This treatise bears a double title:—“On Thought and Sense,” and “That the Beautiful and Good is in God only.” The former heading is clearly taken from the concluding words: “Let so much then suffice on thought-and-sense”; whereas the introductory sentence speaks of the Sermon on Sense only. The latter heading seems to be a thoughtless repetition of the title of C. H., vi. (vii.).
The opening words: “I gave the Perfect Sermon yesterday, Asclepius,” inform us not only that we have to do with an Asclepius Dialogue, but also that our sermon followed directly on the “Perfect Sermon,” a Latin version of which has fortunately been preserved to us. 1
It is, therefore, of very great interest to find that Lactantius, 2 in quoting a sentence from our treatise (§ 4)—“Devotion is God-gnosis”—continues with the words: “Asclepius, his hearer, has also explained the same idea at greater length in the Perfect Sermon.”
Lactantius had, therefore, a collection before him in which these two sermons stood in close connection.
Reitzenstein (p. 195) thinks that our sermon must be an extract from a longer one, because he cannot bring himself to believe that so short a treatise could have been found in immediate connection (as the opening words suggest) with so lengthy and detailed a tractate as the “Perfect Sermon.” This may be so; and yet the formal beginning and ending of our sermon would seem to suggest that we are dealing with a complete tractate and not with an extract.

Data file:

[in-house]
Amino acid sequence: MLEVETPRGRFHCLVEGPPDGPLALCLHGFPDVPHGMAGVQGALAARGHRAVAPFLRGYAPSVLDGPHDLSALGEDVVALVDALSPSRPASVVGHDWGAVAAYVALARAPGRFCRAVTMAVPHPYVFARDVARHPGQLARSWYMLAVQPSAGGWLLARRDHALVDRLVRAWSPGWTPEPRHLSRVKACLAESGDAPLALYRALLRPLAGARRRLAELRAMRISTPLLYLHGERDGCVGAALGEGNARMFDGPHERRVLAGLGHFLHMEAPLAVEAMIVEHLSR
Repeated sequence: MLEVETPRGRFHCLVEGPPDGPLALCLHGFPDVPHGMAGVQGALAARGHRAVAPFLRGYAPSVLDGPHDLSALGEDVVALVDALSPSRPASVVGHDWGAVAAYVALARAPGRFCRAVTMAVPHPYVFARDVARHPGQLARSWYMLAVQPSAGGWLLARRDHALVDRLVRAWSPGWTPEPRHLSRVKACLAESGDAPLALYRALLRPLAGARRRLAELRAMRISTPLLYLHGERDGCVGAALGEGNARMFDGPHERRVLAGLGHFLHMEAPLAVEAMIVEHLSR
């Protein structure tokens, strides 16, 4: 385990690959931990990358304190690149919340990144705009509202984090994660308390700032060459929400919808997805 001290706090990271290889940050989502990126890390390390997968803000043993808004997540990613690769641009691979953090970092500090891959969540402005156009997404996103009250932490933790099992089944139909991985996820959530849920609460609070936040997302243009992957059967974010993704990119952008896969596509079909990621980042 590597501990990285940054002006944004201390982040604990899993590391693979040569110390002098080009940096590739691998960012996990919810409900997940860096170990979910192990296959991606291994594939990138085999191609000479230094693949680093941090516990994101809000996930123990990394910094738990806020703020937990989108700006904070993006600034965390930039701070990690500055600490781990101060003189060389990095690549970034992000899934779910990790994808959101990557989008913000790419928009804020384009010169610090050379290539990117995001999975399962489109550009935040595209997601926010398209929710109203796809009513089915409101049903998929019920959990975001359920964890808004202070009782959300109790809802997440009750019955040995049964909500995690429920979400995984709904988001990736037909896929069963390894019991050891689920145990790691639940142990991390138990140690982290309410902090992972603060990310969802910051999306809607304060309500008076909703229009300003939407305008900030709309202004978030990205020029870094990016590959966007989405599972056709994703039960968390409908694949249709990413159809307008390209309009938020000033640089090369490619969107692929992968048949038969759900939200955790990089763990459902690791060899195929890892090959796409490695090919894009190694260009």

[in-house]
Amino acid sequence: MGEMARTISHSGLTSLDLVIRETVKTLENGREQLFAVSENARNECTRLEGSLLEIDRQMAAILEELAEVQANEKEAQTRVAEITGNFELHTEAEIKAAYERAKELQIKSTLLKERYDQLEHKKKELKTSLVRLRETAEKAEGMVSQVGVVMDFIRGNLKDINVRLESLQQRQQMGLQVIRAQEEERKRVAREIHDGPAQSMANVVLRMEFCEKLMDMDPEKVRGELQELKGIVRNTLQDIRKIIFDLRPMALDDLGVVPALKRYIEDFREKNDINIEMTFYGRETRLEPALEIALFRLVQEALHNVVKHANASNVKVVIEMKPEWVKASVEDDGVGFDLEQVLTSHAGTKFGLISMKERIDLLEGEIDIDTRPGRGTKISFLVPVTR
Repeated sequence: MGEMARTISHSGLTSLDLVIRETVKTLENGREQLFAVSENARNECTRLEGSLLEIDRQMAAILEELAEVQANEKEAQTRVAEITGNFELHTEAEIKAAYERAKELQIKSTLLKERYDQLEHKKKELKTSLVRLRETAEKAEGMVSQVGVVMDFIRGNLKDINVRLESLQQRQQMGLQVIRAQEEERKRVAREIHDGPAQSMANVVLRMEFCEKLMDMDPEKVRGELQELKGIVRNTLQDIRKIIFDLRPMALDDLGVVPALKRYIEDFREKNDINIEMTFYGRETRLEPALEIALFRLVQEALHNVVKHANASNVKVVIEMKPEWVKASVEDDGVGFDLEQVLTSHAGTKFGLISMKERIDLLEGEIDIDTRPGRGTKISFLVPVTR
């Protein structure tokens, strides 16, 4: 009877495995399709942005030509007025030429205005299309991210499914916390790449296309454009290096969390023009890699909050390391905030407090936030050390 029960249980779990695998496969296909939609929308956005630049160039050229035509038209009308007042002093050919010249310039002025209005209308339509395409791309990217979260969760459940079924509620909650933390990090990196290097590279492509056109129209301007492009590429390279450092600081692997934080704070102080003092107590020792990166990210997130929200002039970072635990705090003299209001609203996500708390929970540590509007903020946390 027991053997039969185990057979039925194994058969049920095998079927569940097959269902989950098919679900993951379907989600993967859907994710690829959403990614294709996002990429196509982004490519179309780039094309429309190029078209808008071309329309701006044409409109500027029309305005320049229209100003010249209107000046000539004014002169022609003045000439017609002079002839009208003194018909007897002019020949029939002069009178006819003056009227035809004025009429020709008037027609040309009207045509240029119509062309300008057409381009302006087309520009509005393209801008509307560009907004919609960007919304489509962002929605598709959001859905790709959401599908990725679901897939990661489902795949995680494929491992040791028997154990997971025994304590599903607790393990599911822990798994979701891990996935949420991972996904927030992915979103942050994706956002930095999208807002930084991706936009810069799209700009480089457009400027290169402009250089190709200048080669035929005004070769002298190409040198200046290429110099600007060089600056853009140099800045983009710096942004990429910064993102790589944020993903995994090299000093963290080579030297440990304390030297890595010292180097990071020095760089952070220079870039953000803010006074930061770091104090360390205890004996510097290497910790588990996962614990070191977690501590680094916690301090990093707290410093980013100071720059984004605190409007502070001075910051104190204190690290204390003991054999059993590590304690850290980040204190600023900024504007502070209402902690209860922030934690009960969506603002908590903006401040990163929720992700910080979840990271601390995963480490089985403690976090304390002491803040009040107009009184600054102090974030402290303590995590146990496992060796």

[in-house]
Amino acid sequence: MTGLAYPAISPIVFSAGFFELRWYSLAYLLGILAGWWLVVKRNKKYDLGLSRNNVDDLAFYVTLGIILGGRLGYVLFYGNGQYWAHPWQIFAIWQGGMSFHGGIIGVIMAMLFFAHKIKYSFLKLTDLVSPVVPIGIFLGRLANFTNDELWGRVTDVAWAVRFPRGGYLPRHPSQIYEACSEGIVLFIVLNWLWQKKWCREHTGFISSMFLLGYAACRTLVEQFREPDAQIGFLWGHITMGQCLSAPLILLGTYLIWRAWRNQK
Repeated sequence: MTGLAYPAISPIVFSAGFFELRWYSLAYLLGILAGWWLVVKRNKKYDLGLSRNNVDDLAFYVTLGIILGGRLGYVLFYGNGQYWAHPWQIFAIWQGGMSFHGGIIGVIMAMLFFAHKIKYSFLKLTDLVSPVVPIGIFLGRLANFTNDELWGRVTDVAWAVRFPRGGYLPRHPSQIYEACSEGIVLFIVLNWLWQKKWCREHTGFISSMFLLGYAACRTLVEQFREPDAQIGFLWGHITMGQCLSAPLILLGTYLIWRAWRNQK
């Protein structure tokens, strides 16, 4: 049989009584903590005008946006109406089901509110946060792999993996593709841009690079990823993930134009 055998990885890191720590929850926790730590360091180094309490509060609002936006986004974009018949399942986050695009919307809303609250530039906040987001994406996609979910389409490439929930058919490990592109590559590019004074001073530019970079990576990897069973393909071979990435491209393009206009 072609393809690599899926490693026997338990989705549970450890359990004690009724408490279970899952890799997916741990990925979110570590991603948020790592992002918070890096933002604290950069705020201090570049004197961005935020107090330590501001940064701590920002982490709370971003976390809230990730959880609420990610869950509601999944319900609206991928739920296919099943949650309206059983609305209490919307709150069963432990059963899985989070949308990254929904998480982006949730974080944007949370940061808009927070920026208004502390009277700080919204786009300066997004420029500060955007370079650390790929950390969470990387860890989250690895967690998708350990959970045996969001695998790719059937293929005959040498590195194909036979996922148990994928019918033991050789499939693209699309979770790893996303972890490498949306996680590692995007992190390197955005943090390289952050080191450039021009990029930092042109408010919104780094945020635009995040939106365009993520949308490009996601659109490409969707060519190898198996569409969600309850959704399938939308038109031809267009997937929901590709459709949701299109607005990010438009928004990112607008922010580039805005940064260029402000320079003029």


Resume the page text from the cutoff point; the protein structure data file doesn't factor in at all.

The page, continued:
The doctrine that in men “sense-and-thought” together constitutes human “sense” throws some light on the meaning of the term “sense” as used elsewhere in the Trismegistic literature, where we should expect to find “mind” employed, and that, too, in the sense of the higher mind.
Normal human “thought,” then, is, so to say, sensible, entirely bound up in sense-impressions; it is the mind alone that can soar beyond the senses, for it alone can be “illumined by Gods Light” (§ 3).
The mind is, as it were, a womb or woman, that can be impregnated either by the “Seeds of God” or by the “Daimonial Energy”; she thus conceives and brings forth virtues or vices.
All of this is precisely the same doctrine as Philo preaches, as may be seen by the passages we have quoted in the “Prolegomena” on the subject of the “Sacred Marriage.”
The Seeds of God are Virtue and Self-control and Devotion or Piety; and Devotion in its true sense
is God-gnosis, or Knowledge of God. The Gnostics, then, “they who are in Gnosis”—a curious expression—because of their natural divorcement from the “world,” “please not the many, nor the many them.”